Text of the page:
What I am about to write will put me in awkward company since both James Jordan, the godfather of visions federal and David Koyzis, one of many keepers of the Kuyperian flame, have also advocated chanting psalms. But I am not afraid of the genetic fallacy that attributes guilt by association. I have very little sympathy for Jordanâ€™s musings or for Koyzisâ€™ opposition to dualism. But I do agree with them that chanting psalms is a better way to sing them than any available to the modern church.
But I donâ€™t need to go Federal Visionist or neo-Calvinist to find support for chanting. The good and reliable singers of psalms, the Reformed Presbyterians, also include a page in their Book of Psalms for Singing on how to chant. Their reasons for chanting are as straightforward as their tips for singing are helpful. What is more, Reformed Presbyterian arguments donâ€™t dabble in the exotic, trendy, or liturgical. For them, the point is to sing psalms as given in Scripture.
Chanting has several advantages over metrical Psalmody, stemming from the fact that in chanting, the music completely serves the text. The music is not difficult or interesting in itself, but has character and meaning only in conjunction with the words. The meaning of the text is thus more immediate, and the parallel structure of the Hebrew poetry is more apparent. The difficulties of translating ancient non-metrical poems into sensible English rhyme are rendered unnecessary. Chanting encourages the use of entire Psalms rather than selections.
The one advantage that Iâ€™d call attention to is that chanting frees modern congregations from having to sing songs that rhyme. My own tastes in poetry are pedestrian, and I like poems that rhyme. I am particularly attached to the limerick and sometimes write them. My main challenge is finding words that rhyme. (Heck, I have enough trouble finding the right word when it doesnâ€™t have to rhyme.) But I see no reason why the songs we sing in worship need to rhyme. And I sometimes see the toll that rhyme schemes take upon the constructions (or their translations) of poets for whom rhyming was unknown.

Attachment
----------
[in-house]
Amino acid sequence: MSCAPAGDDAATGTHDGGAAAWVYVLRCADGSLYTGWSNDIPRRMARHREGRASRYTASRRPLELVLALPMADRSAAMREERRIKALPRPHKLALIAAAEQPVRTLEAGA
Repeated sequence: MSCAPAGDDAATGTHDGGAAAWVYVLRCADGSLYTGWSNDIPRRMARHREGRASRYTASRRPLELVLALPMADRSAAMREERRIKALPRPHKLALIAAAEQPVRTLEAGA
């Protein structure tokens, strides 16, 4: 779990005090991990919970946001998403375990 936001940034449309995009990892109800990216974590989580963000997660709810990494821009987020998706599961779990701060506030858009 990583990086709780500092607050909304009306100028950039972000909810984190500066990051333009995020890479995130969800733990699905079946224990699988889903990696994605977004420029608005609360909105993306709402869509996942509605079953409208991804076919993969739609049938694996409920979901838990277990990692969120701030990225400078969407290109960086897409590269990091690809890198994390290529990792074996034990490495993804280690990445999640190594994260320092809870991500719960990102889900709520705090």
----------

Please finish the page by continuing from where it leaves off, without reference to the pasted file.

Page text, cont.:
Adding to the burden of metrical psalms is the tune. Each song has a certain number of beats per line, which means that each turn has a specific meter. Modern hymnals devote one of their many indexes to meters, such as 184.108.40.206, so that you may find all tunes with that meter and sing texts with the same meter to any of the listed tunes.
This means that psalm translators for metrical purposes not only have to find words at the end of lines that rhyme, but must also use translations that have the right number of syllables per line. Which means that a metrical psalm is several steps removed from the genuine article.
Now, of course, the genuine article would be to chant the psalms in Hebrew, but that would prevent worship in a known tongue to anyone in the United States other than obsessive seminary students.
So why not remove the entire rigamarole of awkward translations fitted for conventions of modern poetry and find a good English rendition of the psalms to chant? The music of chants are flexible and, contrary to the RPCNAâ€™s advice, are often beautiful. Four-part chants are down right stunning. And chants arenâ€™t that hard. The conservative Presbyterians with whom I commune sing well any number of complicated tunes. If Episcopalians, a group hardly known for vigorous congregational singing, can chant, why canâ€™t Presbyterians?